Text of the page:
Red maple (Acer rubrum) seedlings used in this experiment were seed-grown two-year-old plants (15- to 30-cm bare-root seedlings) obtained from Lawyer Nursery (Olympia, WA) and planted on 15 June 2011 at the University of Washington Center for Urban Horticulture, Seattle, WA. Root systems were washed, cut to a uniform length of 15 cm, and planted in 2.54-L tree pots containing Sunshine Professional Growing Mix #2 (75% to 85% Canadian sphagnum peatmoss, horticultural-grade perlite, dolomitic limestone; Sun Gro Horticulture, Canada Ltd.) amended with 0%, 5%, 10%, or 20% biochar by volume. Maple seedlings were inoculated on 18 July and grown under greenhouse conditions with average temperature and average relative humidity maintained at 20.7 °C and 53.09%, respectively, until harvest 108 d post-inoculation. Maple treatment groups each consisted of 20 seedlings, randomly arranged on adjacent greenhouse tables.

Red oak (Quercus rubra) seedlings used in this experiment were seed-grown two-year-old plants (small plugs) obtained from Heritage Seedlings (Salem, OR) and planted on 5 Mar. 2011 in Seattle, WA. At planting, root systems were washed, and seedlings were planted in Sunshine Professional Growing Mix #2 amended with 0%, 5%, 10%, or 20% biochar by volume in 455-mL pots (10.36 cm top, 6.95 cm bottom, 8.71 cm depth; T.O. Plastics, Minneapolis, MN). All oak seedlings were maintained under greenhouse conditions for one month, moved outdoors, inoculated on 14 June, and grown under ambient weather conditions (Seattle, WA) for the duration of the experiment (65 d). There was no non-inoculated control or chemical treatment in the oak experiment. During the experiment, average daily temperature ranged from 7.5 to 18.78 °C (single day high 30.55 °C, single day low 0.556 °C) with 25.22 cm of rain over the duration, over 90% of which occurred April through June (National Weather Service Data, Seattle–Tacoma International Airport station). Treatment groups each consisted of 14 or 15 randomly arranged seedlings.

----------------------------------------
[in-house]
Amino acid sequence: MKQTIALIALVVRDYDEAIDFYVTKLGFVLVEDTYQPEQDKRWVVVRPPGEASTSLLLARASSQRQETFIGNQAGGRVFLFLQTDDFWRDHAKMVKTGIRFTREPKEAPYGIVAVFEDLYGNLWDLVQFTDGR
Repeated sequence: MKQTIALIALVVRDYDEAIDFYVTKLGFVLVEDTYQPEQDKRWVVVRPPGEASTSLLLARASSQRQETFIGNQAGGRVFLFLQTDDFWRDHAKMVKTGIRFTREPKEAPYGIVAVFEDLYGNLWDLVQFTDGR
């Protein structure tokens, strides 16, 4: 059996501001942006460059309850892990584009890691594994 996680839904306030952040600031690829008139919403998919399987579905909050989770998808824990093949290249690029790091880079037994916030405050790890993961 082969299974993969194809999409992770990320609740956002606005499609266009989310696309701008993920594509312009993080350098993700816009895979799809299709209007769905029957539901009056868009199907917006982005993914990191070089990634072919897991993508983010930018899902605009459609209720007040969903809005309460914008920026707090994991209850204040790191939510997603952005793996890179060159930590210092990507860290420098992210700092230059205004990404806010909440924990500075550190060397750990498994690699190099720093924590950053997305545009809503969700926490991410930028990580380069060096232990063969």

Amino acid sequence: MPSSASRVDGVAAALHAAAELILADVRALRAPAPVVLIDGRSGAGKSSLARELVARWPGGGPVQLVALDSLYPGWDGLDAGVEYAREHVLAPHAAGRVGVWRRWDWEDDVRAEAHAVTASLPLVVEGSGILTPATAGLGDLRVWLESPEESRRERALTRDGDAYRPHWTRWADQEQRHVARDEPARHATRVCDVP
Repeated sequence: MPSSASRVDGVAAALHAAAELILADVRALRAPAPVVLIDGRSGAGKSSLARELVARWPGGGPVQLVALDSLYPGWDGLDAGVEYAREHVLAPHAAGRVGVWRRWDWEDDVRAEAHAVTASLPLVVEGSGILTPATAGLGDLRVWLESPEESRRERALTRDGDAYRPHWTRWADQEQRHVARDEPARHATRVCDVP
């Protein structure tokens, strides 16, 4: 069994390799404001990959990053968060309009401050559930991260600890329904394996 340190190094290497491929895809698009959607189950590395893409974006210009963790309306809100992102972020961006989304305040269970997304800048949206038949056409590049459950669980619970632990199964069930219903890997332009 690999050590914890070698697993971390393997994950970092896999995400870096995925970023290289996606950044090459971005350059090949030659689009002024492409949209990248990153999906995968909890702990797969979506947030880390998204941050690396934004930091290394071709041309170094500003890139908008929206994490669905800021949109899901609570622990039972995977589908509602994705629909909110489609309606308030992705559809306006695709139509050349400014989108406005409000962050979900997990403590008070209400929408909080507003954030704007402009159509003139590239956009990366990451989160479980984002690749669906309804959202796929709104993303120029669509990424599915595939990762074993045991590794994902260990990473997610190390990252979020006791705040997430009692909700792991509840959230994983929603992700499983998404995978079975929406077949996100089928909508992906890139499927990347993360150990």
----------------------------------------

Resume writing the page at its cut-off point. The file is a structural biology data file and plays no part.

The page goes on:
All plants were monitored daily, watered by hand as needed to maintain near-constant field capacity conditions, and fertilized weekly with Hoagland’s #2 nutrient solution mixed at half strength as described in Kinmonth-Schultz and Kim (2011).

Pathogens.

The isolates of P. cactorum and P. cinnamomi used in this experiment were isolated through direct plating of phloem tissue from the margin of necrotic lesions that were associated with symptoms of “bleeding cankers” typical of Phytophthora spp. infections on a red maple (Acer rubrum, Indian Land, SC) and shingle oak (Quercus imbricaria, Washington Park Arboretum, Seattle, WA), respectively. The isolates were identified by morphology, and identification of the P. cinnamomi isolate was confirmed at the University of Washington DNA Sequencing Facility based on the ITS-1 and ITS-2 rRNA subunits using polymerase chain reaction techniques.